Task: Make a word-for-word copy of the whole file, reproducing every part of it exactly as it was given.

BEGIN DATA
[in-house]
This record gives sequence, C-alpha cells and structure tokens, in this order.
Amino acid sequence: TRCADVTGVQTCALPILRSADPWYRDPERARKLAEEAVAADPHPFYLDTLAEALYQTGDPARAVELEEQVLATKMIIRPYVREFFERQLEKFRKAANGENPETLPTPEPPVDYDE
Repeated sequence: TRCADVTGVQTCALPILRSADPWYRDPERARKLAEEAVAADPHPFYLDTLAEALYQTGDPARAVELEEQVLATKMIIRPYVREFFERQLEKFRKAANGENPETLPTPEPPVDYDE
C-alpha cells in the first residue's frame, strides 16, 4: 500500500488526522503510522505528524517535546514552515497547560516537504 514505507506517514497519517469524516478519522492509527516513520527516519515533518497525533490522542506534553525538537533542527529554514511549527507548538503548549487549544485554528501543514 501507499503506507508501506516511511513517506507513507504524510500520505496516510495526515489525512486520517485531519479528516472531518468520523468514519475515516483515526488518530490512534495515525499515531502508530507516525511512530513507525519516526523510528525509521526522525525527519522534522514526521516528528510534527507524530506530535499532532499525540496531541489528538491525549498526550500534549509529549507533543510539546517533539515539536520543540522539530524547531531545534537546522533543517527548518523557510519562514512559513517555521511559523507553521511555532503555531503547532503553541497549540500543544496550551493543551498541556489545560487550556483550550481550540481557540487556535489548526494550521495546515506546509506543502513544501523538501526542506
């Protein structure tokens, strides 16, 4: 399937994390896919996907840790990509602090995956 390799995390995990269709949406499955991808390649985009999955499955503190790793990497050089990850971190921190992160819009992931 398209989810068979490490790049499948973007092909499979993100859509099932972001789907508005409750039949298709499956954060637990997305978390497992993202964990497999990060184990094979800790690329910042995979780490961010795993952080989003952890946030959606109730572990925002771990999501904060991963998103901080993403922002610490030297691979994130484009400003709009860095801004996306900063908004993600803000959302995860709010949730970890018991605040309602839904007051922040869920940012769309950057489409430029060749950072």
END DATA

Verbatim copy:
[in-house]
This record gives sequence, C-alpha cells and structure tokens, in this order.
Amino acid sequence: TRCADVTGVQTCALPILRSADPWYRDPERARKLAEEAVAADPHPFYLDTLAEALYQTGDPARAVELEEQVLATKMIIRPYVREFFERQLEKFRKAANGENPETLPTPEPPVDYDE
Repeated sequence: TRCADVTGVQTCALPILRSADPWYRDPERARKLAEEAVAADPHPFYLDTLAEALYQTGDPARAVELEEQVLATKMIIRPYVREFFERQLEKFRKAANGENPETLPTPEPPVDYDE
C-alpha cells in the first residue's frame, strides 16, 4: 500500500488526522503510522505528524517535546514552515497547560516537504 514505507506517514497519517469524516478519522492509527516513520527516519515533518497525533490522542506534553525538537533542527529554514511549527507548538503548549487549544485554528501543514 501507499503506507508501506516511511513517506507513507504524510500520505496516510495526515489525512486520517485531519479528516472531518468520523468514519475515516483515526488518530490512534495515525499515531502508530507516525511512530513507525519516526523510528525509521526522525525527519522534522514526521516528528510534527507524530506530535499532532499525540496531541489528538491525549498526550500534549509529549507533543510539546517533539515539536520543540522539530524547531531545534537546522533543517527548518523557510519562514512559513517555521511559523507553521511555532503555531503547532503553541497549540500543544496550551493543551498541556489545560487550556483550550481550540481557540487556535489548526494550521495546515506546509506543502513544501523538501526542506
């Protein structure tokens, strides 16, 4: 399937994390896919996907840790990509602090995956 390799995390995990269709949406499955991808390649985009999955499955503190790793990497050089990850971190921190992160819009992931 398209989810068979490490790049499948973007092909499979993100859509099932972001789907508005409750039949298709499956954060637990997305978390497992993202964990497999990060184990094979800790690329910042995979780490961010795993952080989003952890946030959606109730572990925002771990999501904060991963998103901080993403922002610490030297691979994130484009400003709009860095801004996306900063908004993600803000959302995860709010949730970890018991605040309602839904007051922040869920940012769309950057489409430029060749950072």